Prior to buying a property, you’ll want to ensure that you hire a reputable, qualified inspector to examine the home’s overall condition. No house is perfect, but you should know what you’re getting into if you want to avoid unforeseen problems later down the road.
Home inspections can also be helpful for homeowners who wish to proactively examine their existing property, or sellers who want to learn of any problems before listing their property.
Generally, it’s recommended that your inspector be ASHI (American Society of Home Inspectors) certified. It is a highly respected non-profit organization that promotes excellence in home inspection.
What Do They Inspect?
A typical home inspection covers a handful of basic areas:
- Exterior. The inspector will examine roofing and flashing materials, decks and chimneys, drainage conditions, etc.
- Interior. Plumbing, electric, windows, doors, HVAC systems will all be inspected to insure they were installed correctly and are still in working order. This part of the inspection is extremely important because it could raise red flags that weren’t noticed by an untrained eye.
- Attics and Basements. No part of the home goes unseen. The inspector will look in every accessible crawl space and floor level to examine insulation, ventilation, and ensure that everything is in working order.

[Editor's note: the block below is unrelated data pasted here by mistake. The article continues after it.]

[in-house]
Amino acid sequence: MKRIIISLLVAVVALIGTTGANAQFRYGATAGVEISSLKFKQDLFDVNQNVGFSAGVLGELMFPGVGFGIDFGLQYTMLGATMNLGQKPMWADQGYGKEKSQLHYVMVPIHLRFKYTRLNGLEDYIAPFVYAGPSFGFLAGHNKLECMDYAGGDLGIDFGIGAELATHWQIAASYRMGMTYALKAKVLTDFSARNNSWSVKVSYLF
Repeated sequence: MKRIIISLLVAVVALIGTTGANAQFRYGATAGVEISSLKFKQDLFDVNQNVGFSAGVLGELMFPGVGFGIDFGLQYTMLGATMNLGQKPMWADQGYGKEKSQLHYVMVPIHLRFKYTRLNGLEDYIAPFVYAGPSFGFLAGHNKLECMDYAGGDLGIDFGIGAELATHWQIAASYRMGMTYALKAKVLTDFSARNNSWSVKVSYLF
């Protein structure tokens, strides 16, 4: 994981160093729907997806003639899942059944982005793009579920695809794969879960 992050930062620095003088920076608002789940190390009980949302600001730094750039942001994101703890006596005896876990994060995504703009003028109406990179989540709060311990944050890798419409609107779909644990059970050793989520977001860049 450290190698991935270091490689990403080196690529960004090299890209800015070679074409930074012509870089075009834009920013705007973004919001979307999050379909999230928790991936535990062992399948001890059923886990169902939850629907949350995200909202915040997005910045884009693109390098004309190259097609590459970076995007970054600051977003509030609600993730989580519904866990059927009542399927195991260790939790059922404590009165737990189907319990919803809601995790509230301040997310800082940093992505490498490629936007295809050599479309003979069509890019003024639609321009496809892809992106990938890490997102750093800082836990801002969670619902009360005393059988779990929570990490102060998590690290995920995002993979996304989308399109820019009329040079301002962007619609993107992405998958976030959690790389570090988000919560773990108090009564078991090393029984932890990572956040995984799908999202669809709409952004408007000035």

Inspectors know that a home might be lived in when they come to look at it. However, it’s in your best interest to ensure that the inspector can easily navigate through the home to give the most accurate report possible.
Should I Be At the Inspection?
Sure! It’s not abnormal for the inspectors to have a homeowners, potential buyers, or even real estate agents following them throughout the inspection. In fact, it is often helpful. The listing agent can answer any questions the inspector might have about the home, and it’s the best way for buyers and their agent to ensure the inspection is done thoroughly.
You don’t want to rush through the home inspection, so plan to block off at least 3 hours, possibly more depending on the home’s size and overall condition. It’s also helpful to come prepared with any questions you had during any previous visits to the home, preferably after looking at the seller’s disclosure agreement if you’re a potential homeowner.
However, it’s also fine if you only show up at the end of his visit so he can brief you on the important parts. It’s also okay if you can’t make it. Most inspectors provide a detailed report with photos and recommendations, setting you up for success.
Keep in mind that even an inspector doesn’t have x-ray vision or psychic powers. A good inspector has the ability to look for obvious signs of hidden problems, but there may still be issues you find at a later date.